Here are the latest nonprofit headlines:
*Private contributions to colleges and universities grew to $24 billion in 2001, despite an overall economic slowdown, according to a survey by the Rand Corporation Council for Aid to Education, The New York Times reported March 22. Contributions from foundations grew 18 percent to $6 billion.
*More than 100 people are being investigated for allegedly submitting false claims totaling $1 million for benefits from September 11th charities, The Washington Post reported March 20. One man, for example, received $52,000 for survivor benefits from the American Red Cross to cover expenses incurred after the death of an alleged wife.
*Nongovernmental organizations, or NGO’s, are increasing their aid to developing nations for improving communities, and critics believe that support is causing those countries to rely less on their own resources, The New York Times reported March 22. World Bank projects get 70 percent of their support from NGO’s as compared to 50 percent five years ago.
*The North Seattle Community College Foundation, operating as American Financial Services, recently purchased Genus Credit Management for $17 million, making it the largest credit counselors in the U.S., The Puget Sound Business Journal reported March 18.
*A report, co-commissioned by the Canadian Centre on Philanthropy, says Canadian charities are fighting laws that keep them from using more than 10 percent of their resources for campaigns or marketing, The National Post reported March 26.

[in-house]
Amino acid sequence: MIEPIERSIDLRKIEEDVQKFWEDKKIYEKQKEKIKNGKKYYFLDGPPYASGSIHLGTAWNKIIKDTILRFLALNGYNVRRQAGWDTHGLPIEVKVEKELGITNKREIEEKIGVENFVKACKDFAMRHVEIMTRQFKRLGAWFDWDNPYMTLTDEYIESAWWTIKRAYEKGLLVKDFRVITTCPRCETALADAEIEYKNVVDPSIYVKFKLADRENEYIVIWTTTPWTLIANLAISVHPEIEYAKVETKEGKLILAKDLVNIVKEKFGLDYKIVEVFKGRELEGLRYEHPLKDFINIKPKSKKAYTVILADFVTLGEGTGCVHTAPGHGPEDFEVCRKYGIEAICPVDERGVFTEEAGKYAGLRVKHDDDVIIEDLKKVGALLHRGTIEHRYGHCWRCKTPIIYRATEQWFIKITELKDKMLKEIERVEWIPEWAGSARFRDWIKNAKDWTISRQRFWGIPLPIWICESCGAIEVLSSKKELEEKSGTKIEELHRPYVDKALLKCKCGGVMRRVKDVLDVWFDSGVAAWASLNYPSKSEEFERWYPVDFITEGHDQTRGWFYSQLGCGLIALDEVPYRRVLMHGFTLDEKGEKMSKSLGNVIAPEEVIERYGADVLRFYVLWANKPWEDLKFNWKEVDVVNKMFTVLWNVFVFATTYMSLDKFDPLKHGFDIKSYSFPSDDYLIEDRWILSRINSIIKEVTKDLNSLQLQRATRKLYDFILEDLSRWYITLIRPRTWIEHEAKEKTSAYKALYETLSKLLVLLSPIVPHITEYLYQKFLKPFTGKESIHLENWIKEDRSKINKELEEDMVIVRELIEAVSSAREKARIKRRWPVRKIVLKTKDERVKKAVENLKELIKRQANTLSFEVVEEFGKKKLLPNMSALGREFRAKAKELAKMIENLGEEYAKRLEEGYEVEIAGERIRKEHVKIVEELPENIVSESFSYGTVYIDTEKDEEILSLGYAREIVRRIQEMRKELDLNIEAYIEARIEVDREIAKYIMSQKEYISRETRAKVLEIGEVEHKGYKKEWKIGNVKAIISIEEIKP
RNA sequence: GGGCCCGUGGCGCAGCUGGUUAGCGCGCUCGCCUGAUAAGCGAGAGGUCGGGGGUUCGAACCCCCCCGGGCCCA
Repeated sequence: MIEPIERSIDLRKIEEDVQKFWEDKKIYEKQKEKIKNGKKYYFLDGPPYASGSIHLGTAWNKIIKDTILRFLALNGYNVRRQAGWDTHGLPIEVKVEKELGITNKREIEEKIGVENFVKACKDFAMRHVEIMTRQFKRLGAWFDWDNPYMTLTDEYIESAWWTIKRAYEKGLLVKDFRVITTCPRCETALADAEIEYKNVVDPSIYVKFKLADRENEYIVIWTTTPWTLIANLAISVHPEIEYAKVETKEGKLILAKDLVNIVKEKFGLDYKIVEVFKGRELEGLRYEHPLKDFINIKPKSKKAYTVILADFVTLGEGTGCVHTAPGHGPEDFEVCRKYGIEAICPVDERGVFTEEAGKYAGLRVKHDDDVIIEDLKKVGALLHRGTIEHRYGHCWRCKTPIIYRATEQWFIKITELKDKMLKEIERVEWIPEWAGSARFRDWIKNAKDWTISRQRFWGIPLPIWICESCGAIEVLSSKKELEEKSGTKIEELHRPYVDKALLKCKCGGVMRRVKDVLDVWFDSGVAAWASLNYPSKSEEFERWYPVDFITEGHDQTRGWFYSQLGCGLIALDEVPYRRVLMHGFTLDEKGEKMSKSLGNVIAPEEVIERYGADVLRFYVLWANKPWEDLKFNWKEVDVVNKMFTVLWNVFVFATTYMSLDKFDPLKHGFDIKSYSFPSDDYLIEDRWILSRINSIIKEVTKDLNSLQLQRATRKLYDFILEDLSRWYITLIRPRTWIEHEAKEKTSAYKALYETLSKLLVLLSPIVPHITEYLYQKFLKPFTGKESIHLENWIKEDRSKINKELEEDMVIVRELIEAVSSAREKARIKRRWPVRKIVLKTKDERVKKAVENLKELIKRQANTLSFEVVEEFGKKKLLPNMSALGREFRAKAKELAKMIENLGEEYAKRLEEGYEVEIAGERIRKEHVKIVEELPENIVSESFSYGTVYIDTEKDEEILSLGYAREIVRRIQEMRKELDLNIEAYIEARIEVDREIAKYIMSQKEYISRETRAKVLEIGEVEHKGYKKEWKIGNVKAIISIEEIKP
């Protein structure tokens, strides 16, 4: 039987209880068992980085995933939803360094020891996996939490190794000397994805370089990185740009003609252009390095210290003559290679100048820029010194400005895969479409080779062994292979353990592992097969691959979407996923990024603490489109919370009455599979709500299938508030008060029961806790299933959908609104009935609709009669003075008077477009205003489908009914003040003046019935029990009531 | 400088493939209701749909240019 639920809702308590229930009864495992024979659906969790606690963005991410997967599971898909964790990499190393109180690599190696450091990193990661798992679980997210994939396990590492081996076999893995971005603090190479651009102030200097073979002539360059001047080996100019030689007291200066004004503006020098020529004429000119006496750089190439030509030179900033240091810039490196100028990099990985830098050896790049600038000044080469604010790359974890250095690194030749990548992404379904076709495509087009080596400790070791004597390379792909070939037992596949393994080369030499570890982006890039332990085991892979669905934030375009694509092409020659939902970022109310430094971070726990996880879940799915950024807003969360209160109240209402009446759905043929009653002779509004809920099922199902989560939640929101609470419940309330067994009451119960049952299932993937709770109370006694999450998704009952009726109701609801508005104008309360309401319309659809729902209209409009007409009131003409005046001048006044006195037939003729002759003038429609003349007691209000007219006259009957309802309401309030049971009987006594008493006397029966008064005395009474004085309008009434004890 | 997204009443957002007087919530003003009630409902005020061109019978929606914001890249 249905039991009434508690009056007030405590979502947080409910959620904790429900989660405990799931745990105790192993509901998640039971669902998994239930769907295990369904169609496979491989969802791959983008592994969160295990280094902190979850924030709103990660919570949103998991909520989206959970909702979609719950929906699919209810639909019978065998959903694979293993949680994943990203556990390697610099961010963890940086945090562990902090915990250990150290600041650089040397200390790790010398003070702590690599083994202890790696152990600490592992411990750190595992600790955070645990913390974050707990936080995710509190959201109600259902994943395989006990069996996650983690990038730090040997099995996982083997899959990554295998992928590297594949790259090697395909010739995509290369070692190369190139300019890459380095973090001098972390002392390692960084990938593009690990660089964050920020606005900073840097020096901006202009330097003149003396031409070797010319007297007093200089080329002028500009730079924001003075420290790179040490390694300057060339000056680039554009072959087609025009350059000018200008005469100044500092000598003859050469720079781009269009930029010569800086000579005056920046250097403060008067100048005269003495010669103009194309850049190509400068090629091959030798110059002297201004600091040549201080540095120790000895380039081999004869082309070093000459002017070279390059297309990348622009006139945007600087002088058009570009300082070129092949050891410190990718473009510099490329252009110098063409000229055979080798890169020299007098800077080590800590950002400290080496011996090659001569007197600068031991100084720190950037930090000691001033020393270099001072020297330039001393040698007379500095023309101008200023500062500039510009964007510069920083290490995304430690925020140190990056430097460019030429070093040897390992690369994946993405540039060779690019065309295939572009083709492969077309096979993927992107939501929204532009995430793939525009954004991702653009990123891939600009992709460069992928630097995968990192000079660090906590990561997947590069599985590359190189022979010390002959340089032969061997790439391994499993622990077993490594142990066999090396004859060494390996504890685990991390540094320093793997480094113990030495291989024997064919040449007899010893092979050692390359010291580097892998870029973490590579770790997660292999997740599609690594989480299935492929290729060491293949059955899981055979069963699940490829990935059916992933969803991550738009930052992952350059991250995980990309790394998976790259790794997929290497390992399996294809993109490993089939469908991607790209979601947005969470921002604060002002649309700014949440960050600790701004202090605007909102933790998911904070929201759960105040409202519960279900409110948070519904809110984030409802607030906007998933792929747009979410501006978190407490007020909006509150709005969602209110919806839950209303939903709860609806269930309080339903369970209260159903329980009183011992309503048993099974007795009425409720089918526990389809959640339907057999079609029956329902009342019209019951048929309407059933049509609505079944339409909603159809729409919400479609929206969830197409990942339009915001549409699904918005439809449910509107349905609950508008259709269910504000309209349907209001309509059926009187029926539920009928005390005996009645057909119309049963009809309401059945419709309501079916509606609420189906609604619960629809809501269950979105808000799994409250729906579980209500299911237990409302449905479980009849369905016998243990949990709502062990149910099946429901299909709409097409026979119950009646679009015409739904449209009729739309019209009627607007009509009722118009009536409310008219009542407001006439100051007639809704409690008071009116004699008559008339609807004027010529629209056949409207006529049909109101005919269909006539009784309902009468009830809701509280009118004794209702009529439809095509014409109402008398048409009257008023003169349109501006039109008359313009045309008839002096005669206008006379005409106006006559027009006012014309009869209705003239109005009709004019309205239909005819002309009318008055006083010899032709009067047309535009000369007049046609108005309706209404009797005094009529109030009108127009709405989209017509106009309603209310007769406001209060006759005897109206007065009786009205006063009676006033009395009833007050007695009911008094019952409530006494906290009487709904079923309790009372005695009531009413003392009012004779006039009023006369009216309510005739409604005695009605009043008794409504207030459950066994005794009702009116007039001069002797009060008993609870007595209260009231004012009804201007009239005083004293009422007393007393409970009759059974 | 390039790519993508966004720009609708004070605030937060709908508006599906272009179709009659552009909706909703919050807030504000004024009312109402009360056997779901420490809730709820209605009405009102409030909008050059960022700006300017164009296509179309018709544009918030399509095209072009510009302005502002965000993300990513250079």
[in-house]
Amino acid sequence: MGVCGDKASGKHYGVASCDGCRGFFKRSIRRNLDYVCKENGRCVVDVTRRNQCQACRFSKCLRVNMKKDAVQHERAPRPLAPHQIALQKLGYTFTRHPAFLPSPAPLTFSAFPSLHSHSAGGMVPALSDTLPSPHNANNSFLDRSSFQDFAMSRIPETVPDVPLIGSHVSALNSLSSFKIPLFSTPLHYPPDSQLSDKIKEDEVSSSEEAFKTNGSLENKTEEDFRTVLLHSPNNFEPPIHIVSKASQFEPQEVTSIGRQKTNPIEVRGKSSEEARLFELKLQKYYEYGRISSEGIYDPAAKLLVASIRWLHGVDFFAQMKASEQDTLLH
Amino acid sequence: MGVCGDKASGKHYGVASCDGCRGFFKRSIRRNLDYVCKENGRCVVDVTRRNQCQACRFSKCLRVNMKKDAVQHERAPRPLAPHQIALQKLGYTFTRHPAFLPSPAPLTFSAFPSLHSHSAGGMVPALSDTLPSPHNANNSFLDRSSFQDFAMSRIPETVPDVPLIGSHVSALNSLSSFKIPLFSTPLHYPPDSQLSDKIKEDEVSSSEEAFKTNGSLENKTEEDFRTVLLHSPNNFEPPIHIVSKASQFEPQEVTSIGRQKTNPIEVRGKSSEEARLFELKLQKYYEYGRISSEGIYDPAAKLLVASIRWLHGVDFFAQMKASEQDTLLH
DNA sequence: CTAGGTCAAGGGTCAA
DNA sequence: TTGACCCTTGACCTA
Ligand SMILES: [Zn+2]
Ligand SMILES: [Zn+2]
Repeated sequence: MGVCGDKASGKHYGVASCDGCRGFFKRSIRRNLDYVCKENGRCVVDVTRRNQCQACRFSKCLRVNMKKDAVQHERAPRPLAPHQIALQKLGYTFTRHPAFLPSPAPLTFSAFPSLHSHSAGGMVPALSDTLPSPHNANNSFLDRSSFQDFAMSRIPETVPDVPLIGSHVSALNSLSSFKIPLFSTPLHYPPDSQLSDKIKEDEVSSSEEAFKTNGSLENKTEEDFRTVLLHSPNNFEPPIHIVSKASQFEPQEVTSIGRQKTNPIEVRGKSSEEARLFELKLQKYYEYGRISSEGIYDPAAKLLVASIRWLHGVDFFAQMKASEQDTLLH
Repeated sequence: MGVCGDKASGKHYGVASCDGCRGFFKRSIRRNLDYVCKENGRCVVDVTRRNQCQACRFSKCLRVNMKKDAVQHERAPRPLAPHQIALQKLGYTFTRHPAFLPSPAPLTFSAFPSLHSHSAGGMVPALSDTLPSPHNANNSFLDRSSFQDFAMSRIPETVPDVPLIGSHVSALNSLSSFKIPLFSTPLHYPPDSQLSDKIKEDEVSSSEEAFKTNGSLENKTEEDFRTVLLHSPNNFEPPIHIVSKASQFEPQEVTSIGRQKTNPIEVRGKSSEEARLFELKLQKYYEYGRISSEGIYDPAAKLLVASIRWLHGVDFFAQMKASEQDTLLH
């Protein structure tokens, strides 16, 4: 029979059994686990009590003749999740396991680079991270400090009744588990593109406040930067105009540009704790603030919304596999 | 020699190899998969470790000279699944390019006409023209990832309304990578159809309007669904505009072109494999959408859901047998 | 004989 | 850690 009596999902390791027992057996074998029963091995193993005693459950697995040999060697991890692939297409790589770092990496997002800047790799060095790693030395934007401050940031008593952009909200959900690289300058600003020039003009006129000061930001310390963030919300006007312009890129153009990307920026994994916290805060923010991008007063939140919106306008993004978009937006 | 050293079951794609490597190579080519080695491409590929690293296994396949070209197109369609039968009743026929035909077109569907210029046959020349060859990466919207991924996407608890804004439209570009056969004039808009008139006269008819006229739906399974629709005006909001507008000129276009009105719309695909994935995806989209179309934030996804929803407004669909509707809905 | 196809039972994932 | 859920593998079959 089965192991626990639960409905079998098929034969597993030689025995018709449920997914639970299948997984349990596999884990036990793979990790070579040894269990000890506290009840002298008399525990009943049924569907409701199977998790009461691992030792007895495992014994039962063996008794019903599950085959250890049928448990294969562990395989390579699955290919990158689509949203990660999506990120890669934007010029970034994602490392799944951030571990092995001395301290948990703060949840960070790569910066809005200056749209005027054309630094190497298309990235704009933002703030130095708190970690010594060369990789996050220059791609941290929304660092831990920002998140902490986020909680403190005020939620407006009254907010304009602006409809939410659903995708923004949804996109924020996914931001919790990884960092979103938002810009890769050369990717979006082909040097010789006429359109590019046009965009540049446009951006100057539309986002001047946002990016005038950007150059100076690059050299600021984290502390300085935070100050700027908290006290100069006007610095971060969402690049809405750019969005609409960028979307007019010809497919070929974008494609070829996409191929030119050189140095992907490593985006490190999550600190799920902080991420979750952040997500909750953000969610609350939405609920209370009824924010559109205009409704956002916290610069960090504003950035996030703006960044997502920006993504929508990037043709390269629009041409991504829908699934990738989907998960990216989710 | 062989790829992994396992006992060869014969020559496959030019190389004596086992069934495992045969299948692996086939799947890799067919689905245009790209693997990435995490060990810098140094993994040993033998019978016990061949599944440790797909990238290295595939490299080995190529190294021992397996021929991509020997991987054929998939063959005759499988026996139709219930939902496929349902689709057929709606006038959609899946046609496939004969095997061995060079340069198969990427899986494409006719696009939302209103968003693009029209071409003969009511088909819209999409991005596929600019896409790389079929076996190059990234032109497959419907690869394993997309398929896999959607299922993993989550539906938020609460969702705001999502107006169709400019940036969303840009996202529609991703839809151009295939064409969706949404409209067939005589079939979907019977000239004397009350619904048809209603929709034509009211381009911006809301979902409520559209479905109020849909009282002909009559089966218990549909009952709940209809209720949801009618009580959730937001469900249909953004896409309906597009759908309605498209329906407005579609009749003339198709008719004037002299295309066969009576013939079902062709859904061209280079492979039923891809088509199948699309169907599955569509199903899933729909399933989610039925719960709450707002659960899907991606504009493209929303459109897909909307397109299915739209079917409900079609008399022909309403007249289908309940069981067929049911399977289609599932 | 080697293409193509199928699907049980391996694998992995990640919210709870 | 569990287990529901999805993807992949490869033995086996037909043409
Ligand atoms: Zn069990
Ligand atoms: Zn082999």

*The family of former pharmaceutical magnate John G. Searle no longer wants the Chicago Community Trust to distribute money from the Searle Fund and instead wants to allocate the money to groups of its choosing, The Chicago Tribune reported March 25. The community trust controls $350 million of the fund’s assets, which generate $20 million in grants a year – or half of the total grants the trust makes each year.
*Virginia Gov. Mark R. Warner, along with AOL Time Warner Foundation and the Virginia Health Care Foundation, has launched SeniorNavigator.com, a Web site designed to help senior citizens and their families find information about health and aging, The Associated Press reported March 26.
*Paul Bryant Jr., an alumnus, gave $10 million to the Crimson Tradition Fund Campaign for Athletics of the University of Alabama, the largest gift in the school’s history, the Tuscaloosa News reported March 23. Bryant, chairman of the fund, has given more than $20 million to the university.
*The Yawkey II Foundation, created by the late Jean Yawkey, has increased its assets to $400 million from the sale of the Boston Red Sox on February 27, and will use the proceeds to help various charities and Little Leagues in the Boston area, The Associated Press reported March 26. The foundation now is one of the top philanthropies in New England.
*Nonprofits in the District of Columbia area received $114 million from the top 25 philanthropists in the region, compared to $93 million the previous year, according to a survey by the Washington Business Journal, The Washington Post reported March 27.